Series of publications on "Hansen's Disease and Oral Health"

Persistence of Mycobacterium leprae in the oral mucosa and its importance in transmission to healthcare workers

by Pamela Barbosa,

Dentistry student, Federal University of EspĂ­rito Santo.

Mariana MacabĂş,

Medicine student, Federal University of EspĂ­rito Santo.

Fernanda Sales,

Medicine student, Federal University of EspĂ­rito Santo.

PatrĂ­cia Deps,

Department of Social Medicine, Federal University of EspĂ­rito Santo.

and Raquel B. Carvalho.

Department of Social Medicine, Federal University of EspĂ­rito Santo.

Hansen's disease (HD) is a chronic, infectious, curable, compulsorily notifiable disease caused mainly by Mycobacterium leprae which affects especially the skin, peripheral nerves and mucosa.(1)

Although there are some controversies, studies indicate that M. leprae infects the body through the nasal cavity, this being the primary site of infection.(2) The oral mucosa is another route of entry and exit of the bacillus in humans which has a potentially important role in the transmission of the microorganism.(3,4,5)

Colonisation of the oral mucosa occurs through the presence of resistant alcohol-acid bacilli in secretions from the nasopharynx and oropharynx which reach the oral mucosa. M. leprae may be present in the oral mucosa without any morphological alteration or clinical manifestations and, because of the resistance of this tissue to the development of lesions, only more sensitive laboratory tests can detect the presence of the bacillus.(3)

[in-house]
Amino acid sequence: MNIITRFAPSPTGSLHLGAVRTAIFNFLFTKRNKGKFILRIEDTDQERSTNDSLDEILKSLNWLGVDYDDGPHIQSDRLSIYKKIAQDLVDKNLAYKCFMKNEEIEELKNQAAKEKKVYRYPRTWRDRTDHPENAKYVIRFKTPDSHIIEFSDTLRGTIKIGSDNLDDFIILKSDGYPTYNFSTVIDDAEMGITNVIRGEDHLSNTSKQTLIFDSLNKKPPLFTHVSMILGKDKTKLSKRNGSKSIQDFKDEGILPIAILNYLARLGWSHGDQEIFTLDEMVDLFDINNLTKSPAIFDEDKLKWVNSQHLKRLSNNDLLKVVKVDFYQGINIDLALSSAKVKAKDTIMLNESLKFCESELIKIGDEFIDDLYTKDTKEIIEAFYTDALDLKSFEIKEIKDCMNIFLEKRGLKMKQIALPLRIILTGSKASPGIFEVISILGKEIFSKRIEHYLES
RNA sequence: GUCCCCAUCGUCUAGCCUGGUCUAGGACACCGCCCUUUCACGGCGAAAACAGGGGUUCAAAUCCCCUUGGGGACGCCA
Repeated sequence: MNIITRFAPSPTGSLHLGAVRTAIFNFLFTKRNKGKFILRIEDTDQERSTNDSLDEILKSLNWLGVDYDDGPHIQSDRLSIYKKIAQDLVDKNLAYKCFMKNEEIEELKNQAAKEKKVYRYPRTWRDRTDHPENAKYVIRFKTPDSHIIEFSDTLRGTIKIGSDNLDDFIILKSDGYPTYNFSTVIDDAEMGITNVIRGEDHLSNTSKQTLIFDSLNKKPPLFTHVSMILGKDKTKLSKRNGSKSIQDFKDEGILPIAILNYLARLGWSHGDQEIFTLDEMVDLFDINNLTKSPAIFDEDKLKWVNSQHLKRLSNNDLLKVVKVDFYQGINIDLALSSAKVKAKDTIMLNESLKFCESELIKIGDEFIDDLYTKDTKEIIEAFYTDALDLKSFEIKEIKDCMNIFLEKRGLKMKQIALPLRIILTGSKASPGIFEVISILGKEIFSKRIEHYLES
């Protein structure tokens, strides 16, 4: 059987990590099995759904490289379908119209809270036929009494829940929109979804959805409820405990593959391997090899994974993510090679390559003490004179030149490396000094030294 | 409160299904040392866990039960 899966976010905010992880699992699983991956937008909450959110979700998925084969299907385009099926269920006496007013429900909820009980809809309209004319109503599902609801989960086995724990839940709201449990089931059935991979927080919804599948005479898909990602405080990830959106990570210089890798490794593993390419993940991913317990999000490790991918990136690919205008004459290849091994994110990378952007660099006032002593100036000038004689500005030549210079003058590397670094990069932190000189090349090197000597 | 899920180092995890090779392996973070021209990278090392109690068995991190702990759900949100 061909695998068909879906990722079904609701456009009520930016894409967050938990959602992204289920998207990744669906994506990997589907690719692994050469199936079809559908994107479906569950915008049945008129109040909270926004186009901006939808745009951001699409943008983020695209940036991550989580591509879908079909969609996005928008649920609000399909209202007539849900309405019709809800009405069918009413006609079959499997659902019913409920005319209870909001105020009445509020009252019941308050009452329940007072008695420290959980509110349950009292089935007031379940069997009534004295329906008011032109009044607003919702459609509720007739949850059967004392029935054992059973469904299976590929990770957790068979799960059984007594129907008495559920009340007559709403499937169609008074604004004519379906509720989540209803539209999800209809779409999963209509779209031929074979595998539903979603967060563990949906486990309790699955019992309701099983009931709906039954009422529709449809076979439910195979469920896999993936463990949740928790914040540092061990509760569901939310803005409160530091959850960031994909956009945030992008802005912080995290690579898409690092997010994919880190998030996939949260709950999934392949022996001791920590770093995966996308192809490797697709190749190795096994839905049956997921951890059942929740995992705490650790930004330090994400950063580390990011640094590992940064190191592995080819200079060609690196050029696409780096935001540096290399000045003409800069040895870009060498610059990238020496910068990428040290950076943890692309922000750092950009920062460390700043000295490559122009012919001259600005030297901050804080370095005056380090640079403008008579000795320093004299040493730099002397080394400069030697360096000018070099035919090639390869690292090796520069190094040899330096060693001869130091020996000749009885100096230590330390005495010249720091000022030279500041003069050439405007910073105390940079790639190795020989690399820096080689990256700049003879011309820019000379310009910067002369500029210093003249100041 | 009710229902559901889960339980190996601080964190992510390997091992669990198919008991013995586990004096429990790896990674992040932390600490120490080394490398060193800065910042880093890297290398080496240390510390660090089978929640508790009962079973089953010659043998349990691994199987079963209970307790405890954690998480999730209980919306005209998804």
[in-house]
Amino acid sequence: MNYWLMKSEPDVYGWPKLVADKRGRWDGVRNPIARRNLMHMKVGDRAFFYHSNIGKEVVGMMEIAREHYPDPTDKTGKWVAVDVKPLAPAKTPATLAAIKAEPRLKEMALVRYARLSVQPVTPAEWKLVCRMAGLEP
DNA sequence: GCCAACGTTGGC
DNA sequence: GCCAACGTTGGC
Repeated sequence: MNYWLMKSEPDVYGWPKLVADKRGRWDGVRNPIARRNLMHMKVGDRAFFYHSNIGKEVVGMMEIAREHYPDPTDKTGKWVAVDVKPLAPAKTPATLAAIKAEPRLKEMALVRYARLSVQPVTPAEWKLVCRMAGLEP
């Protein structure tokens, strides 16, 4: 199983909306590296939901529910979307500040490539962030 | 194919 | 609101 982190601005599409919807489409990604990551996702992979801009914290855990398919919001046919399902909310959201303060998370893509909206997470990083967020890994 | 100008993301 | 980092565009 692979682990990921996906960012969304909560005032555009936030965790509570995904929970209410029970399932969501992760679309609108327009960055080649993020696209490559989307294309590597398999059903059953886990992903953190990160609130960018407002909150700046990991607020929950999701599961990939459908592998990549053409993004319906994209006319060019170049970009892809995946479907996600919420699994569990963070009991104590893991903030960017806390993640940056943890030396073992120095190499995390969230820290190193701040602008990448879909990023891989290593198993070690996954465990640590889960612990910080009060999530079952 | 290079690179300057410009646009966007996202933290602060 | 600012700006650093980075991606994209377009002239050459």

Some authors do not consider the oral cavity to be a relevant site for M. leprae transmission,(6) even though a person affected by the untreated multibacillary form of HD can eliminate a large quantity of bacilli into the environment by speaking, coughing, sneezing or spitting.(2) These microorganisms can survive for several days in the environment under certain conditions and consequently infect people or animals.(7, 8)

Some infected people who have not developed HD represent a subclinical stage. These individuals would be sources of bacilli dissemination because they present a transitory period of bacillary excretion.(2) However, they present a lower risk when compared to multibacillary forms of the disease. An important factor for the manifestation of the disease is the immunological susceptibility of the individual - M. leprae has high infectivity and low pathogenicity, meaning that it has the capacity to infect a great number of people, but few develop the disease.(9)

Lack of knowledge about the definitive aspects of M. leprae transmission promotes apprehension among some healthcare professionals around the risk of contamination through direct contact with lesions.(10) This misinformation leads many healthcare professionals to prioritize physical distance from the patient rather than the use of individual protection,(11) an approach that is contrary to the fight for the end of the stigma about the disease. World Health Organization and Brazilian biosecurity regulations stipulate the use of individual protection equipment.(12, 13) This minimizes the risk of cross-infection, especially when performing invasive and aerosol generating procedures on untreated patients affected by the multibacillary form of HD.(9) It is important to remember that dentists, doctors and nurses, especially those working in HD-endemic regions often come into contact with people diagnosed with HD who are not receiving multidrug therapy.(14)